Are we doing enough in the process industry to prevent the next major accident?

Mike Edwards   

Features ABB

High Reliability Organizations (HRO’s), such as air traffic control, are said to exhibit a ‘chronic sense of unease’ towards serious accident hazards, and this trait is something that the process industry is striving towards to combat the commonly identified peril of ‘complacency.’

The major accidents in 2005 at Texas City and Buncefield marked a watershed for the global process industry, with general agreement that process safety was not the responsibility of the technical safety department (a similar event is unfolding now in 2019 at a chemical plant in Port Neches, TX, just outside Houston).

The crucial role of senior leadership was recognized as vital to developing an effective process safety culture throughout the organization. Another key finding was the need for effective process safety metrics to be gathered and used to drive improvements, to achieve similar levels of improvement that have been achieved with occupational health and safety.

Avoiding the ‘watermelon’ effect

Over a decade has passed since these high-profile accidents and now is a good time to reflect on the improvements made and whether the momentum for change has been maintained. Senior management attention for ‘continuous improvement’ in process safety could easily be distracted by a belief that the issue has been resolved, and by other business pressures such as the drop in oil prices or the implications of Brexit. This raises a crucial question about when the next Texas City or Buncefield type accident will occur, and whether your business is doing everything possible to avoid the existential threat that such an accident could present.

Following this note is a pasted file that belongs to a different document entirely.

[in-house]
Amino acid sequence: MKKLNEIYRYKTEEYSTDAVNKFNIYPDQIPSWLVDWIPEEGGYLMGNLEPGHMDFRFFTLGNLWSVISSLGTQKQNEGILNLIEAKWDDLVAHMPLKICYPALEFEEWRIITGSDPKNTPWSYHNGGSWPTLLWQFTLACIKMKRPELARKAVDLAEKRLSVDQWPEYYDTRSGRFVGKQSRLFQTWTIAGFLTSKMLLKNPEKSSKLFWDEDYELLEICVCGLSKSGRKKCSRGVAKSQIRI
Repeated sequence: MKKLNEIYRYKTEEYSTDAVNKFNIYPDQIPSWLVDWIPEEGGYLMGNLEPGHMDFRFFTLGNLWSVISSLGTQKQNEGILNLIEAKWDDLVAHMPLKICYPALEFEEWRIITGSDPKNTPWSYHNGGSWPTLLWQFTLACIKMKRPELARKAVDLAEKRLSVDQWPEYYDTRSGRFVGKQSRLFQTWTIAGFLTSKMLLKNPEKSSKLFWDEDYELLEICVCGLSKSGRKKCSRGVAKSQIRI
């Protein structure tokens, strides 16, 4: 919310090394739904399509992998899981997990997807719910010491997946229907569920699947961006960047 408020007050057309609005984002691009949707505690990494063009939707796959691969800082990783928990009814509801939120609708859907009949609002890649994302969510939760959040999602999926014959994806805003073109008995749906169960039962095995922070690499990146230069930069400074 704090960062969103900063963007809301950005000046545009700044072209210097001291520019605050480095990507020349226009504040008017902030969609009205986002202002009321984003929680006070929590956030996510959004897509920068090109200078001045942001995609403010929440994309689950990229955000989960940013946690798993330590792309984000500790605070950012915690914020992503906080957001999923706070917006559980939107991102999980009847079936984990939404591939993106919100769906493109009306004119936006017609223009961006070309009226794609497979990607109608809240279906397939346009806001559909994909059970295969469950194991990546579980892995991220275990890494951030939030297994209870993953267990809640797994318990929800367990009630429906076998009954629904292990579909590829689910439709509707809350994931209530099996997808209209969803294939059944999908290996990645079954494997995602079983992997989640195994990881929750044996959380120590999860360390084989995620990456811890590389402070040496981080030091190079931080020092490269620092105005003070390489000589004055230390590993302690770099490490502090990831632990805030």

This white paper will present findings from analysis by ABB following a recent process safety event, attended by senior process safety professionals, and data gathered during recent ABB webinars. It will introduce the concept of the ‘watermelon’ effect, where metrics appear ‘green’ suggesting that everything is under control, and yet digging below the surface will readily reveal signs of ‘red’ indicating signs of ill-health in the arrangements to prevent major accidents.

Findings will be presented on the greatest concerns within the industry for a further accident on the scale of Texas City or Buncefield, and what improved metrics are needed to avoid the ‘watermelon’ effect and ensure that senior management receives accurate information on the state of risk controls in the business.

To read more, download this white paper from ABB here


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